Sunday, December 23, 2012

Gay Marriage Pioneer, Richard Adams, Dies

Elaine Woo of the L.A. Times tells the immigration story of gay marriage pioneer, Richard Adams who 37 years ago, made history when he and his partner, Anthony Sullivan, became one of the first gay couples in the country to be granted a marriage license. For a profile of the couple, click here.


In Boulder, Colo., a county clerk issued licenses to six same-sex couples in 1975. Adams hoped to use his marriage to secure permanent residency in the United States for Sullivan, an Australian who had been in the country on a temporary visa and was facing deportation.

Colorado's attorney general declared the Boulder marriages invalid. Several months later, Adams and Sullivan received a letter from the Immigration and Naturalization Service that denied Sullivan's petition for resident status in terms that left no doubt about the reason: "You have failed to establish that a bona fide marital relationship can exist between two faggots," the notification read.

Adams, who later filed the first federal lawsuit demanding recognition of same-sex marriages, died last Monday at his home in Hollywoody. He was 65.

Born in Manila on March 9, 1947, Adams immigrated to the U.S. with his family when he was 12. He grew up in Long Prairie, Minnesota, studied at the University of Minnesota and became a naturalized U.S. citizen in 1968. By 1971 he was working in Los Angeles, where he met Sullivan and fell in love. On April 21, 1975, they obtained their license and exchanged marriage vows at the First Unitarian Church of Denver.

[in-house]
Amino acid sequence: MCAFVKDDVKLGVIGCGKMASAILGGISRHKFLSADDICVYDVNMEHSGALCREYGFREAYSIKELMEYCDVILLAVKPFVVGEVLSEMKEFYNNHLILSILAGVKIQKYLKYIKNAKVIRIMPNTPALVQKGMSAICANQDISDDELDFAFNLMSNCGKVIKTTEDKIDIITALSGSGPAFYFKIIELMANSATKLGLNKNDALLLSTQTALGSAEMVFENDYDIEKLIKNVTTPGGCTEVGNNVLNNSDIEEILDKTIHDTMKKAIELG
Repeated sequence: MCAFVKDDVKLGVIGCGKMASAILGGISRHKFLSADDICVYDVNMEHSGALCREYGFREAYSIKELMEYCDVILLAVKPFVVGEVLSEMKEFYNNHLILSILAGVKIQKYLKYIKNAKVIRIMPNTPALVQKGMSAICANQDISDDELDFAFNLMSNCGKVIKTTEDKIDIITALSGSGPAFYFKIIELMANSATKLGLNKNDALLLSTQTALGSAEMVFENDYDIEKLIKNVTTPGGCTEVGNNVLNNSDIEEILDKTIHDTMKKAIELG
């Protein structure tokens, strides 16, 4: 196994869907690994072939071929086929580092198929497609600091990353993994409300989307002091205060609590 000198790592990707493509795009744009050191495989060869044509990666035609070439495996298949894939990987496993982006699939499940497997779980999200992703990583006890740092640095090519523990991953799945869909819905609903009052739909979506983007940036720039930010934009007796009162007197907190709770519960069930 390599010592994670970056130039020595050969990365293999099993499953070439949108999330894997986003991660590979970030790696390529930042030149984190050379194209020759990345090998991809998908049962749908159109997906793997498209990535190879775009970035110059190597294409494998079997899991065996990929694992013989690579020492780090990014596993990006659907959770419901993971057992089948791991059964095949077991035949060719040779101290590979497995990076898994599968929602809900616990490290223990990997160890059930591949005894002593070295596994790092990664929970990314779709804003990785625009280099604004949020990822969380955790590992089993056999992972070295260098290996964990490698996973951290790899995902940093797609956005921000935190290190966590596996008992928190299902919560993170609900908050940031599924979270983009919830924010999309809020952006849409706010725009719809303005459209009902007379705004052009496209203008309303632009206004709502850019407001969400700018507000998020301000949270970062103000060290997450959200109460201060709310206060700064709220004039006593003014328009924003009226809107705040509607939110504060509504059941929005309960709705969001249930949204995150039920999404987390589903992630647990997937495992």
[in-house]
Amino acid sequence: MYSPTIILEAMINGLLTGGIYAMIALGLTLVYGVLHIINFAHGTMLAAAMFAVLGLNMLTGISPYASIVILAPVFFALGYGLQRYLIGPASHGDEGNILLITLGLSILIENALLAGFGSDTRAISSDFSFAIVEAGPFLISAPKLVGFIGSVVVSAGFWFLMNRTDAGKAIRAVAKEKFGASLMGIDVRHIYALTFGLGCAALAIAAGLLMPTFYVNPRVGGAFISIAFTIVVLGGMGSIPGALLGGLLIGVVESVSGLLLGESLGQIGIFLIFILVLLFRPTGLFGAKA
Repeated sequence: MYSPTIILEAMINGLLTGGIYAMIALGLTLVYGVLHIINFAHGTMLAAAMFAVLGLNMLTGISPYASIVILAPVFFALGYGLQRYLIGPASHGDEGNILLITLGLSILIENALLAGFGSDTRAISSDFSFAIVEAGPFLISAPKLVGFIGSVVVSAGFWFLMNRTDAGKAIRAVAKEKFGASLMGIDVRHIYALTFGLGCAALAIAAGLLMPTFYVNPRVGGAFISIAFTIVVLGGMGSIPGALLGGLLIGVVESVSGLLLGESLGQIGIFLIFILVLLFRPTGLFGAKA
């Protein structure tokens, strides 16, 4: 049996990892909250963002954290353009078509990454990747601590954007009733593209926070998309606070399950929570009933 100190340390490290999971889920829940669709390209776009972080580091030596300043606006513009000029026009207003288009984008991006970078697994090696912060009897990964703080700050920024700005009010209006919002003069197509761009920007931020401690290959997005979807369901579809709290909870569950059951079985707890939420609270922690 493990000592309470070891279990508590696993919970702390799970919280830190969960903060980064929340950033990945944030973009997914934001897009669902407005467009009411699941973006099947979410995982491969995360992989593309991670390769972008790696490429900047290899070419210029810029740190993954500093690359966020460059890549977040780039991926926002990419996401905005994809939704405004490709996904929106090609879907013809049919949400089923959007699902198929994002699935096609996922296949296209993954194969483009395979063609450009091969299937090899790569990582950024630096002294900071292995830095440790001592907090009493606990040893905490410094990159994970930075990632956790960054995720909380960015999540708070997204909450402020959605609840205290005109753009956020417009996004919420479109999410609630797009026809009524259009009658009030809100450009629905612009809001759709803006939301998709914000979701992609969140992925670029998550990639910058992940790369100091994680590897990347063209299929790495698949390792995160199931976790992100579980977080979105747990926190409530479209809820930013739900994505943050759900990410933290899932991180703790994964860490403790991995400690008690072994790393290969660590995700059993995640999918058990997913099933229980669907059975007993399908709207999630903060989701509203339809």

After their marriage, Adams and Sullivan filed a petition with the Immigration & Naturalization Service seeking permanent residency for Sullivan as the spouse of a U.S. citizen. In November 1975, they received the immigration agency's derogatory letter and lodged a formal protest. Officials reissued the denial notice without the word "faggots." They took the agency to court in 1979, challenging the constitutionality of the denial. The U.S. Court of Appeals for the Ninth Circuit in Adams v. Howerton (1982) refused to recognize a same-sex marriage for purpoises of the U.S. immigration laws.   In a second lawsuit, the couple argued that Sullivan's deportation after an eight-year relationship with Adams would constitute an "extreme hardship." In 1985, the Ninth Circuit rejected the appeal.

Because Australia had already turned down Adams' request for residency in that country, the couple decided the only way they could stay together was to leave the United States. In 1985, they flew to Britain and drifted through Europe for the next year. The pair returned from exile to the U.S. after a year and lived in Los Angeles to avoid drawing the attention of immigration officials.


"Limited Partnership," a documentary on Richard Adams and Anthony Sullivan, is scheduled for release next year.


The struggle to ensure that the U.S. immigration laws recognize same-sex relationships continues.


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